If you need to create a mask that references a column in a different table to where the mask is defined then you will need to define a Join.
Typically you would do this because you want to define a mask's Where condition that needs to test a value in another table, or that you want to define a User SQL Value mask that needs to reference columns in other tables.
For example, suppose that we want to mask the PersonTable.given column with the Person Given Name mask but only those rows whose corresponding value in ActionTable.WhatToDo = 'MASK'.
To determine the corresponding 'WhatToDo' values for each row in PersonTable, a join to MidTable on column 'ID_A' is required, and then a join from MidTable to ActionTable on column 'ID_C'.
Therefore when the 'Person First Name' mask is created, joins must be defined. This can be done in the mask's Join tab.
Note: If you have already defined a Default Join for the table then you could simply click on the checkbox "Use Default JOIN defined in this project at table level instead". We shall discuss the Default Join later below. For now, let's create an explicit Join for this mask.
Start by clicking on the "Create" button.
Now define the join to MidTable on the ID_A column and click Add.
* You must now click OK to add the join to MidTable.
* If you continued to click Add in this panel then you would be defining additional conditions for the same Join to MidTable. Multiple conditions for a join are implicitly 'AND'ed together.
After clicking OK, you shall see that the Join tab has been updated with the join to MidTable.
Now, repeat the process to join ActionTable to MidTable. Click on the Create button and define the join:
After clicking OK, we can see that all joins that correlate values in PersonTable, MidTable and ActionTable are now defined.
Now we can define the Where condition so that only those rows in the PersonTable.given column that have a corresponding value of 'MASK' in the ActionTable.WhatToDo column are selected.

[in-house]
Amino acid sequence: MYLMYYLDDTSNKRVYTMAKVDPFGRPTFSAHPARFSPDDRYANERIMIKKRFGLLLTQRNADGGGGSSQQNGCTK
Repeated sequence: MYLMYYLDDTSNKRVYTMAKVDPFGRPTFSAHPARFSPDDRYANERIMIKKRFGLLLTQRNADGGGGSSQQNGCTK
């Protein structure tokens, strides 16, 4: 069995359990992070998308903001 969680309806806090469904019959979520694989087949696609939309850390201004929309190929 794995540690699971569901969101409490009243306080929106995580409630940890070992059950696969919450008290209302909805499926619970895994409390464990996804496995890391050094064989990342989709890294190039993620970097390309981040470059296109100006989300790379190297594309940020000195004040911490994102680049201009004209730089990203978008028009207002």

i.e. So that only the PersonTable.given values on rows 1, 2, 8 and 9 are masked, as indicated in the table data relationship diagram above.
In order to emphasize the selected masked rows, we will add an unconditional Redact mask that uses the hyphen character ("-") after the Person Given Name mask. Having an unconditional mask after conditional masks is best practice, even if the mask is just a Preserve mask, and it avoids unnecessary compile warnings.
After performing a Preview Run we can confirm that indeed only those PersonTable.given values on rows 1, 2, 8 and 9 have been selected using the join.
If a Join is required (as for the column reference in the Where condition in the example above) and you do not define one then you will encounter a runtime error similar to:
Oracle: ORA-00904: "ACTIONTABLE"."WHATTODO": invalid identifier
SQL Server: The multi-part identifier "ActionTable.WhatToDo" could not be bound.
Table Alias Field
You may have noticed that in the Join definition panels there is a Table Alias field.
These are automatically populated with an initial value the same as the unqualified table name.
You only need to use these Table Aliases if there is any ambiguity in the column names that you reference in a Where condition or User SQL Value mask.
In the Where condition example above you can see that the alias "ActionTable" was used to qualify column "WhatToDo". In this case it was unnecessary; however, if you were referencing the column "Comment" (which appears in multiple tables that are joined) then you must qualify the column name with the Table Alias otherwise you will encounter a runtime error similar to:
Oracle: ORA-00918: column ambiguously defined
SQL Server: Ambiguous column name 'Comment'
Note: If you qualify a column name then you must use the Table Alias value. Do not qualify using the actual database, schema or table names as qualifiers (if different to the Alias) because this would likely result in an error at run time.
You can define a Default Join for a table so that if multiple masks need to use the same join then you can simply select each mask's checkbox "Use Default JOIN defined in this project at table level instead" rather than having to repeatedly duplicate the join definition for each mask.
A table's Default Join is accessed by selecting the table (such as in the Project Explorer tree) and then opening the Masking tab.
Next, click on the Create button to define a Default Join in the same way as for a mask as described above.
Masks in the table can now refer to the Default Join simply by selecting the 'Use Default JOIN...' checkbox: